If there are any doubts about how hard Republican Mitt Romney is fighting for Virginia’s 13 electoral votes, his travel schedule should put them to rest.
Romney will hold a campaign event in Chesterfield County on Friday. It will be Romney’s third campaign stop in Virginia this week and his fifth since his debate last week with President Barack Obama. Romney delivered a major foreign policy speech at Virginia Military Institute on Monday before attending a campaign event in Newport News.
Obama won Virginia in 2008, the first time in 44 years that a Democrat carried the state. Romney has made more trips to the state than John McCain did in 2008, and Republicans said they have put together a more effective ground operation in the state than they did four years ago.
In a conference call today, Republican National Committee Chairman Reince Priebus said party volunteers have made contact with 4 million voting-age Virginia residents by phone or by door-knocking. That far exceeds the party’s outreach efforts of four years ago, he said.
Rich Beeson, the Romney campaign’s political director, said voter contacts are a more effective measure of organizational strength than the amount of staff and offices a campaign has in the state.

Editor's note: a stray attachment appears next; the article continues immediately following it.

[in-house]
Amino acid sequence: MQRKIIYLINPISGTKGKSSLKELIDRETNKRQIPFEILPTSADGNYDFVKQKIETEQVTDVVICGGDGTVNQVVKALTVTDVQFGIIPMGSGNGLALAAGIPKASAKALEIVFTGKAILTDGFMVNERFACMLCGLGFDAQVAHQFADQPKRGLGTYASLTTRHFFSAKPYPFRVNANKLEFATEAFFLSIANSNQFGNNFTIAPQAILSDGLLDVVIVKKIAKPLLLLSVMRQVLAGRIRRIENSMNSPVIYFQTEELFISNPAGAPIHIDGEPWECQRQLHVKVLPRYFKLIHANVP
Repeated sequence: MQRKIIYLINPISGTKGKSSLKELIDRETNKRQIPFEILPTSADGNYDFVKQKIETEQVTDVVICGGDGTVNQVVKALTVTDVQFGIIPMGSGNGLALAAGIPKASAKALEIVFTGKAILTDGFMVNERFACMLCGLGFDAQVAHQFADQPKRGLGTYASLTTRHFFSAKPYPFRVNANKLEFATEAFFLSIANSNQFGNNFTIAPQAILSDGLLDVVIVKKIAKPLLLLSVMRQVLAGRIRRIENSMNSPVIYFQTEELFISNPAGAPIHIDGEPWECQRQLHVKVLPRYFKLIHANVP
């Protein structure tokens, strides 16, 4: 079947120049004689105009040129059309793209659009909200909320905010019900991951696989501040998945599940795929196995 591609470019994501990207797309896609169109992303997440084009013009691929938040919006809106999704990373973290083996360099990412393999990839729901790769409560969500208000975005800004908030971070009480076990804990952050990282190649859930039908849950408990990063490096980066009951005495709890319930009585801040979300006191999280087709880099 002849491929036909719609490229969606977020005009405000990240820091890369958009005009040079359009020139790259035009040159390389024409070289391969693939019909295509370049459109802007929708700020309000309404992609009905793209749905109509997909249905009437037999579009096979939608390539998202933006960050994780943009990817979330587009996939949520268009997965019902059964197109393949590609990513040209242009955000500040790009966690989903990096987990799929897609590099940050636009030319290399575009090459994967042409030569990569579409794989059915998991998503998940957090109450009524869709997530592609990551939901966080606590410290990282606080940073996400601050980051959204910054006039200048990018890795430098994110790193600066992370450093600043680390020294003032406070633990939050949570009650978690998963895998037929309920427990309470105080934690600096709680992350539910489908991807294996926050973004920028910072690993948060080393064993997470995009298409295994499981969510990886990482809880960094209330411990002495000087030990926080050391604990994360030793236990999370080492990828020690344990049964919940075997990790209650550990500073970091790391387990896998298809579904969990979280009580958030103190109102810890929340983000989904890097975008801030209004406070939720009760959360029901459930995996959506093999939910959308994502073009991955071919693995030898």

“The Obama campaign talks about the number of staff and offices they have in every state,” Beeson said. “That’s their metric. That’s what they’ll talk about is how many staff and how many offices they have.”
Beeson said Romney’s campaign has the resources to have as many paid staff and offices in the state but “we just choose not to.”
“We choose to work smarter and simpler, and you can see in the public and the private polling the nunber of people in the commonwealth who say that they’ve been contacted by either the Romney campaign or the Obama campaign is virtually equal,” Beeson said.
During a brief question-and-answer session, Beeson identified Southwest Virginia — particularly the coalfields region — as a region where he expects strong support for Romney. Romney campaigned in Abingdon last Friday and has been running ads depicting Obama as an enemy of the coal industry.
“Anybody in coal country voting for Barack Obama is like a chicken voting for Colonel Sanders,” Beeson said.
Adam Hodge, a regional spokesman for the Democratic National Committee, questioned the legitimacy of the GOP’s claims about voter contacts. Hodge cited last week’s news that the GOP had severed ties with a consulting firm that had been hired to register voters in Virginia and other states because of allegations of election fraud in Florida.
“While Romney campaign has been paying political consultants to knock on doors and send out robocalls, Obama supporters have been working for more than three years to organize their neighborhoods, recruit new volunteers, and build the largest grassroots campaign in history,” Hodge wrote in an email.
– Michael Sluss